Baojun E100 latest news and update: General Motors goes electric in China

Baojun e100 | photo by @CNNTech via Twitter
Baojun e100 | photo by @CNNTech via Twitter

Electric cars have had difficulty penetrating the automotive market, mostly attributed to the price that comes with them. A lot of that falls heavily on the features and technology tied up to it. The Baojun E100 tries to address the problems tied up to price with General Motors offering the two-seater hybrid to the Chinese market for just $5,300.

The Baojun E100 measures just 63-inches and can reach top speeds of 62 miles per hour. It can travel up to 96 miles on a single charge, the load of which the 39 horsepower engine will be tasked to fulfill.

Baojun E100 features

Aside from the 39 HP engine, potential buyers of Baojun’s first electric car will want to know other amenities with the electric vehicle. According to Inhabitat, the E100 will also have a cheeky entertainment system with a 7-inch screen and built-in WiFi.

Aside from that, the E100 will also have parking sensors and pedestrian alert systems for needed safety measures. Like other vehicles, higher models will offer more features. For the E100, the added incentives include the ability to lock and unlock the EV using a touchpad.

First-come First served basis for E100

Baojun may not ring a bell to most who are not familiar with the Chinese auto market. The brand is actually among the top eight brands over there and is the mass market brand from General Motors.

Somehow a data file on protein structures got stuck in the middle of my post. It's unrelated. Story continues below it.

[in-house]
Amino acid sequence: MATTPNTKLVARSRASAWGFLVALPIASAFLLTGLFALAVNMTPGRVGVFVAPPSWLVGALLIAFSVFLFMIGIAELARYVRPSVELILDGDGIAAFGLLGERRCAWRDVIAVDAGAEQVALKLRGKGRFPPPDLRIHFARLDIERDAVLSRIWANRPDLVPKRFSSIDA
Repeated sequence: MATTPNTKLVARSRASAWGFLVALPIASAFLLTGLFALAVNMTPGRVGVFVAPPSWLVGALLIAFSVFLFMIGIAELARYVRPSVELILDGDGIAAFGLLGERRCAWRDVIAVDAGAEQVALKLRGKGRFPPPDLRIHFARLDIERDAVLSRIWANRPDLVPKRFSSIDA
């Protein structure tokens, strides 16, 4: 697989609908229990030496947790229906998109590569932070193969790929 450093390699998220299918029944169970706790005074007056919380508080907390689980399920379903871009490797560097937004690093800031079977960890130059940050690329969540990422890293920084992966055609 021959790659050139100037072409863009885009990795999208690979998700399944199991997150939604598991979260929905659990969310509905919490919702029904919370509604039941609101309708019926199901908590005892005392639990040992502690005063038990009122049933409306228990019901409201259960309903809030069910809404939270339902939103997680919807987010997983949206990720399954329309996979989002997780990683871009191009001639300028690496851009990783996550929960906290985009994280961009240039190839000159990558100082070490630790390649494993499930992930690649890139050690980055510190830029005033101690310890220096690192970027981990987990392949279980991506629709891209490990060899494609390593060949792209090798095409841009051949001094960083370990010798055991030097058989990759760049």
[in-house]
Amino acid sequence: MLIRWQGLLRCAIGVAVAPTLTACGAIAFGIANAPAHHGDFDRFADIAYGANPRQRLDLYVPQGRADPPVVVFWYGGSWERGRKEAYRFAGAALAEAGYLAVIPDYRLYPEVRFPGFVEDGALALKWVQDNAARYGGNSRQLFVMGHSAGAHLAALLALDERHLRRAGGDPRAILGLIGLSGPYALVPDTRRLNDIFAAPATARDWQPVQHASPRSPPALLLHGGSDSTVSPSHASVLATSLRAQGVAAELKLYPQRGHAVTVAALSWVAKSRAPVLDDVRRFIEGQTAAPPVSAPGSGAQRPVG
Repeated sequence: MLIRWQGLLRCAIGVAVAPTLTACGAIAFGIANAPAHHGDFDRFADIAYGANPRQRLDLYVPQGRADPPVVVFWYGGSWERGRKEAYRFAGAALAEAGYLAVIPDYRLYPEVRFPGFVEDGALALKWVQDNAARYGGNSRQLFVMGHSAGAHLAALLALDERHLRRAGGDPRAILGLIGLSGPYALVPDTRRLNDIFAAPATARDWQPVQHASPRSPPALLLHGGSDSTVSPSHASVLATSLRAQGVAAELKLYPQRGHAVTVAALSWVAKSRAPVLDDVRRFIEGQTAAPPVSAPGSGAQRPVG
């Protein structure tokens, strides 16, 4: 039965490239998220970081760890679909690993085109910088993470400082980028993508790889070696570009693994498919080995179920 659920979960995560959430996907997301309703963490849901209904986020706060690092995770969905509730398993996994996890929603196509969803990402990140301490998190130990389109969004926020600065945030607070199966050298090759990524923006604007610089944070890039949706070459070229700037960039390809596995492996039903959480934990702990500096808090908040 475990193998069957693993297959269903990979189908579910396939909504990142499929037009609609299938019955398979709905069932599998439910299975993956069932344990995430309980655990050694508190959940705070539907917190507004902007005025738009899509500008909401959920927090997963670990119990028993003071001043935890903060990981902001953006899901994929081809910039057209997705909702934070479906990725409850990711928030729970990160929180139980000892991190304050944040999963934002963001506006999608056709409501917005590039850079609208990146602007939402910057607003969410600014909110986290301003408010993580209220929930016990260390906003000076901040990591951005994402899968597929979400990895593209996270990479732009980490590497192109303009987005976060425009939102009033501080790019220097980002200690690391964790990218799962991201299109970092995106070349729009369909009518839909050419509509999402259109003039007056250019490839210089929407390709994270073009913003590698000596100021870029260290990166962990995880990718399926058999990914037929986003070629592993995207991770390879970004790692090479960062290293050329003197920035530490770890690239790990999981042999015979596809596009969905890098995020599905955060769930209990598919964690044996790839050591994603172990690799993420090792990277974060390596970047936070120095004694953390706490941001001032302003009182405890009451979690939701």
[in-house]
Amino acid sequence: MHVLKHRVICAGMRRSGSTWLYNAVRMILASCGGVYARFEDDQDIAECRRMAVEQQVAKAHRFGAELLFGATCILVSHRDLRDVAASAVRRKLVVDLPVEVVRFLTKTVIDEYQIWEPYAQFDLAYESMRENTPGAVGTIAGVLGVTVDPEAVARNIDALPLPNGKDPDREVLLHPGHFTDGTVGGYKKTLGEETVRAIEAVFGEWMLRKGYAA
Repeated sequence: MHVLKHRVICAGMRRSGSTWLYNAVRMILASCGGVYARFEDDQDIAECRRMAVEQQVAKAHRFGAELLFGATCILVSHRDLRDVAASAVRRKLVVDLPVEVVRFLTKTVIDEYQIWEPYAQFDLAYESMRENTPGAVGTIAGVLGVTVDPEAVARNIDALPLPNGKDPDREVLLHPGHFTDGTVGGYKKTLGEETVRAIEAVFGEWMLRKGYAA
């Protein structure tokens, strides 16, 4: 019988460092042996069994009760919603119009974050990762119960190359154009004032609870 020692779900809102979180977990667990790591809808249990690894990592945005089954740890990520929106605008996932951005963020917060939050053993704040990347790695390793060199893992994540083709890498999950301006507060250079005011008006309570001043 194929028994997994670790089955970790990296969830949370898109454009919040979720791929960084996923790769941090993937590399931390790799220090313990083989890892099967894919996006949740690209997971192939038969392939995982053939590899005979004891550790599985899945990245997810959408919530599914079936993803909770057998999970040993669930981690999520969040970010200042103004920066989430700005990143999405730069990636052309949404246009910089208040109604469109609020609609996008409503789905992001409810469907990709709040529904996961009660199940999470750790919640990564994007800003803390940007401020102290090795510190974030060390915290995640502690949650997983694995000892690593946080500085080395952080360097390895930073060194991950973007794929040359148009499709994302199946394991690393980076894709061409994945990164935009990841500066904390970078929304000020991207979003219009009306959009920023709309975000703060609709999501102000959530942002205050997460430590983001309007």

Hence, this may be the reason why Chinese consumers are frantically lining up to pre-order the tiny electric vehicle. As of this writing, more than 5,000 people have already signed up for the Baojun E100. The first 200 vehicles are good as sold though another 500 is expected to follow later this week.

The new electric vehicle will be primarily catered to the Guanxi region of Southern China for now. If all goes well, GM plans to expand their coverage but in China. So how about the rest of the world?
Will E100 do well overseas?

There are several things to consider outside cost for the E100. One is that its size seems tailored to Asians. For places like the U.S. and Europe, fitting in the driver and a passenger may be a problem. And if they are able to fit in, the disparity in weight may hinder the performance and the longevity of use of the electric car.

Thus far, the push to move to electric vehicles is around though the main issue remains the price. Compared to the traditional gas-powered vehicles, not many people are willing to shell out big bucks even if these cars are meant to bring down pollution.

For the E100, it could hold promise. But somehow, the small make may not fit in well in other regions who may find problems getting into these mini electric car alternatives.